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Human Genetics

, Volume 135, Issue 12, pp 1399–1409 | Cite as

De novo missense variants in PPP1CB are associated with intellectual disability and congenital heart disease

  • Lijiang Ma
  • Yavuz Bayram
  • Heather M. McLaughlin
  • Megan T. Cho
  • Alyson Krokosky
  • Clesson E. Turner
  • Kristin Lindstrom
  • Caleb P. Bupp
  • Katey Mayberry
  • Weiyi Mu
  • Joann Bodurtha
  • Veronique Weinstein
  • Neda Zadeh
  • Wendy Alcaraz
  • Zöe Powis
  • Yunru Shao
  • Daryl A. Scott
  • Andrea M. Lewis
  • Janson J. White
  • Shalani N. Jhangiani
  • Elif Yilmaz Gulec
  • Seema R. Lalani
  • James R. Lupski
  • Kyle Retterer
  • Rhonda E. Schnur
  • Ingrid M. Wentzensen
  • Sherri Bale
  • Wendy K. ChungEmail author
Original Investigation

Abstract

Intellectual disabilities are genetically heterogeneous and can be associated with congenital anomalies. Using whole-exome sequencing (WES), we identified five different de novo missense variants in the protein phosphatase-1 catalytic subunit beta (PPP1CB) gene in eight unrelated individuals who share an overlapping phenotype of dysmorphic features, macrocephaly, developmental delay or intellectual disability (ID), congenital heart disease, short stature, and skeletal and connective tissue abnormalities. Protein phosphatase-1 (PP1) is a serine/threonine-specific protein phosphatase involved in the dephosphorylation of a variety of proteins. The PPP1CB gene encodes a PP1 subunit that regulates the level of protein phosphorylation. All five altered amino acids we observed are highly conserved among the PP1 subunit family, and all are predicted to disrupt PP1 subunit binding and impair dephosphorylation. Our data suggest that our heterozygous de novo PPP1CB pathogenic variants are associated with syndromic intellectual disability.

Keywords

Congenital Heart Disease Intellectual Disability Intellectual Disability Okadaic Acid Missense Variant 
These keywords were added by machine and not by the authors. This process is experimental and the keywords may be updated as the learning algorithm improves.

Notes

Acknowledgments

We thank the patients and their families for their generous participation. This work was supported in part by a grant from the Simons Foundation and from the NIH (GM030518), NINDS (NS058529), and NHGRI/NHLBI (HG006542).

Compliance with ethical standards

Conflict of interest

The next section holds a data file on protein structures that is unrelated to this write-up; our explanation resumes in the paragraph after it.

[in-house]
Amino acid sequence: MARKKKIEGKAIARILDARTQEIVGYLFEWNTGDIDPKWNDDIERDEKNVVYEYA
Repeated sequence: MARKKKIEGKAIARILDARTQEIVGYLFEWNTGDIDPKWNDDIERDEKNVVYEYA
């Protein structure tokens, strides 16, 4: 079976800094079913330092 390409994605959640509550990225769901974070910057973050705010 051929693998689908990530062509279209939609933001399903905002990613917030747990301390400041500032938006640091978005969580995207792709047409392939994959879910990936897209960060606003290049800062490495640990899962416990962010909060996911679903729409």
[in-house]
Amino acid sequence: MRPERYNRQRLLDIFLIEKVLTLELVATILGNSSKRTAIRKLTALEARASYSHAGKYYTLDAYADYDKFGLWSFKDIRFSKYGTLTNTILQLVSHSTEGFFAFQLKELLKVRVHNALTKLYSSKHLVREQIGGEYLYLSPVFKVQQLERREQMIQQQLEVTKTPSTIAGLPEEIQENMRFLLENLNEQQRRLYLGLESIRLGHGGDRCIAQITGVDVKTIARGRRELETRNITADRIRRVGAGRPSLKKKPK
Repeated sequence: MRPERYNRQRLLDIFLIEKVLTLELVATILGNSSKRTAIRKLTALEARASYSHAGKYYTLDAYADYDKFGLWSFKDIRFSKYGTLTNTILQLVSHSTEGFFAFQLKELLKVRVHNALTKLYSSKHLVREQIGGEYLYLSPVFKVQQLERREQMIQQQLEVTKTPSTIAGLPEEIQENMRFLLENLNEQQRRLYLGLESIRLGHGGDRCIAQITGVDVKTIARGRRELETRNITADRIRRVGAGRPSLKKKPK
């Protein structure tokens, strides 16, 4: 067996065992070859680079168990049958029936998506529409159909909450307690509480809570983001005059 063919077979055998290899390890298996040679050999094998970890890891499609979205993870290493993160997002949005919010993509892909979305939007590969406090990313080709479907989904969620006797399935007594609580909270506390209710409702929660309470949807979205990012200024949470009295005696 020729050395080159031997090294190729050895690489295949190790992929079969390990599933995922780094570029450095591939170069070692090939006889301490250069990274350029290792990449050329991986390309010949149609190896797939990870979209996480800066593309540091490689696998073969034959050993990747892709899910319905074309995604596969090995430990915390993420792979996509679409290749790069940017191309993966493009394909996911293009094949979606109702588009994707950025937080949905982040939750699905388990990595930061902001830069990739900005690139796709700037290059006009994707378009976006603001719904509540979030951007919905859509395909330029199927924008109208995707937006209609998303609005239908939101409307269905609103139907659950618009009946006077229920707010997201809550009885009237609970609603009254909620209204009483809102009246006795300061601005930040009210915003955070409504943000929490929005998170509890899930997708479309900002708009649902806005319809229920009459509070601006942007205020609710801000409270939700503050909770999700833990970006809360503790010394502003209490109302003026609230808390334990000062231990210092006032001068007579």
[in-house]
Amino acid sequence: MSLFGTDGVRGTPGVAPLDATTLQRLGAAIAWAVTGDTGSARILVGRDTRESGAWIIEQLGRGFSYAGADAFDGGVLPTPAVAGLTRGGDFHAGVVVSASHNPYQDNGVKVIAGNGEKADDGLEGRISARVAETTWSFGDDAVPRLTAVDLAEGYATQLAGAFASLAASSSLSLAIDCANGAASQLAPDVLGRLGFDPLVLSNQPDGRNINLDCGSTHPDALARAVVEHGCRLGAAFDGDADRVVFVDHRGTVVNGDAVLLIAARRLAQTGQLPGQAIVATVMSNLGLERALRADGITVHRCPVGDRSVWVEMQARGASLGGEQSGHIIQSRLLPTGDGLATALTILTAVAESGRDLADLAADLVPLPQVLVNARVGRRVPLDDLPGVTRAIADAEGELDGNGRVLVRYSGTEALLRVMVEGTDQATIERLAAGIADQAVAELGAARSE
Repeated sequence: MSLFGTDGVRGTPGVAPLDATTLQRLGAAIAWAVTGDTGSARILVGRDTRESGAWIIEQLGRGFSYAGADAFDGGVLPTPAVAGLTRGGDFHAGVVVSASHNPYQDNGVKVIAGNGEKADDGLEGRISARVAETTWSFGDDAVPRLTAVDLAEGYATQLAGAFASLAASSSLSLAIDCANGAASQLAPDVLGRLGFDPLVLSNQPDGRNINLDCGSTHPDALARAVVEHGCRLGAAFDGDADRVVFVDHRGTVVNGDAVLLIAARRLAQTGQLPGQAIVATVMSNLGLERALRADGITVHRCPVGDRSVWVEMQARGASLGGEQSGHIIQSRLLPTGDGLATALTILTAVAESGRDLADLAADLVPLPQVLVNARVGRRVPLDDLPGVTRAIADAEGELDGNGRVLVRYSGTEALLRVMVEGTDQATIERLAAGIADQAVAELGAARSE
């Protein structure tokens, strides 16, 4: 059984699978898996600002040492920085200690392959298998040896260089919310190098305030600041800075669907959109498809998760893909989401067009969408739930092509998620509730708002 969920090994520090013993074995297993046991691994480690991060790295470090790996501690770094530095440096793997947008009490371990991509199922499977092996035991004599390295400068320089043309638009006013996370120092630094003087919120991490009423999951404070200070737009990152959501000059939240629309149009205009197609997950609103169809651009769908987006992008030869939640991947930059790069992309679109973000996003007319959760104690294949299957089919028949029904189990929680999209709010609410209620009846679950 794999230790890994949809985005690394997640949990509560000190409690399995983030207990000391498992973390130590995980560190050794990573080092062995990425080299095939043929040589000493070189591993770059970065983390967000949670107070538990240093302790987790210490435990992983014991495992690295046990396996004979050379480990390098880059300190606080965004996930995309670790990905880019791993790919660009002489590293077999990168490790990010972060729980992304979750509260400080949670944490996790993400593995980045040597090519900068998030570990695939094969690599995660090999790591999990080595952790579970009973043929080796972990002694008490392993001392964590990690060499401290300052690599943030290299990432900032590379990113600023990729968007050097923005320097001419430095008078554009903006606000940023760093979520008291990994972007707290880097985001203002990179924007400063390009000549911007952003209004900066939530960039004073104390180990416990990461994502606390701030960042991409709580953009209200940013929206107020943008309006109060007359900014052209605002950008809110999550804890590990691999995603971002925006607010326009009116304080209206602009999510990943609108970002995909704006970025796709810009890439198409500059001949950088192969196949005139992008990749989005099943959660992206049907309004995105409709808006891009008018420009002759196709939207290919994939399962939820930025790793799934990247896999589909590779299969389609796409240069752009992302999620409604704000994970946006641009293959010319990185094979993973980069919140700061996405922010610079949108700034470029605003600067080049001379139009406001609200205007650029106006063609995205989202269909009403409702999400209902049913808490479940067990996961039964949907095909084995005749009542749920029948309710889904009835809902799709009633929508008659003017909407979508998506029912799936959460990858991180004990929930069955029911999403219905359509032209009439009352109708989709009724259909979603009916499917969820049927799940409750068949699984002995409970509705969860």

Heather McLaughlin, Megan Cho, Kyle Retterer, Rhonda Schnur, Ingrid Wentzensen, and Sherri Bale are employees of GeneDx. Wendy Chung is a former employee of GeneDx and a paid consultant for Regeneron Pharmaceuticals. JRL has stock ownership in 23andMe, is a paid consultant for Regeneron Pharmaceuticals, has stock options in Lasergen, Inc., serves on the Scientific Advisory Board of the Baylor Miraca Genetics Laboratory, and is a co-inventor on multiple United States and European patents related to molecular diagnostics for inherited neuropathies, eye diseases, and bacterial genomic fingerprinting. The other authors declare that they have no conflict of interest.

Supplementary material

439_2016_1731_MOESM1_ESM.docx (25 kb)
Supplementary material 1 (DOCX 25 kb)

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Copyright information

© Springer-Verlag Berlin Heidelberg 2016

Authors and Affiliations

  • Lijiang Ma
    • 1
  • Yavuz Bayram
    • 2
  • Heather M. McLaughlin
    • 3
  • Megan T. Cho
    • 3
  • Alyson Krokosky
    • 4
  • Clesson E. Turner
    • 4
  • Kristin Lindstrom
    • 5
  • Caleb P. Bupp
    • 6
  • Katey Mayberry
    • 6
  • Weiyi Mu
    • 7
  • Joann Bodurtha
    • 7
  • Veronique Weinstein
    • 8
  • Neda Zadeh
    • 9
  • Wendy Alcaraz
    • 10
  • Zöe Powis
    • 10
  • Yunru Shao
    • 2
  • Daryl A. Scott
    • 2
    • 11
  • Andrea M. Lewis
    • 2
  • Janson J. White
    • 2
  • Shalani N. Jhangiani
    • 2
    • 12
  • Elif Yilmaz Gulec
    • 13
  • Seema R. Lalani
    • 2
  • James R. Lupski
    • 2
    • 12
    • 14
    • 15
  • Kyle Retterer
    • 3
  • Rhonda E. Schnur
    • 3
  • Ingrid M. Wentzensen
    • 3
  • Sherri Bale
    • 3
  • Wendy K. Chung
    • 1
    Email author
  1. 1.Department of PediatricsColumbia University Medical CenterNew YorkUSA
  2. 2.Department of Molecular and Human GeneticsBaylor College of MedicineHoustonUSA
  3. 3.GeneDxGaithersburgUSA
  4. 4.Walter Reed National Military Medical CenterBethesdaUSA
  5. 5.Division of Genetics and MetabolismPhoenix Children’s HospitalPhoenixUSA
  6. 6.Spectrum HealthGrand RapidsUSA
  7. 7.McKusick-Nathans Institute of Genetic MedicineJohns Hopkins UniversityBaltimoreUSA
  8. 8.Division of Genetics and MetabolismChildren’s National Medical CenterWashingtonUSA
  9. 9.Genetics CenterOrangeUSA
  10. 10.Ambry GeneticsAliso ViejoUSA
  11. 11.Department of Molecular Physiology and BiophysicsBaylor College of MedicineHoustonUSA
  12. 12.Human Genome Sequencing CenterBaylor College of MedicineHoustonUSA
  13. 13.Medical Genetics SectionKanuni Sultan Suleyman Training and Research HospitalIstanbulTurkey
  14. 14.Texas Children’s HospitalHoustonUSA
  15. 15.Department of PediatricsBaylor College of MedicineHoustonUSA

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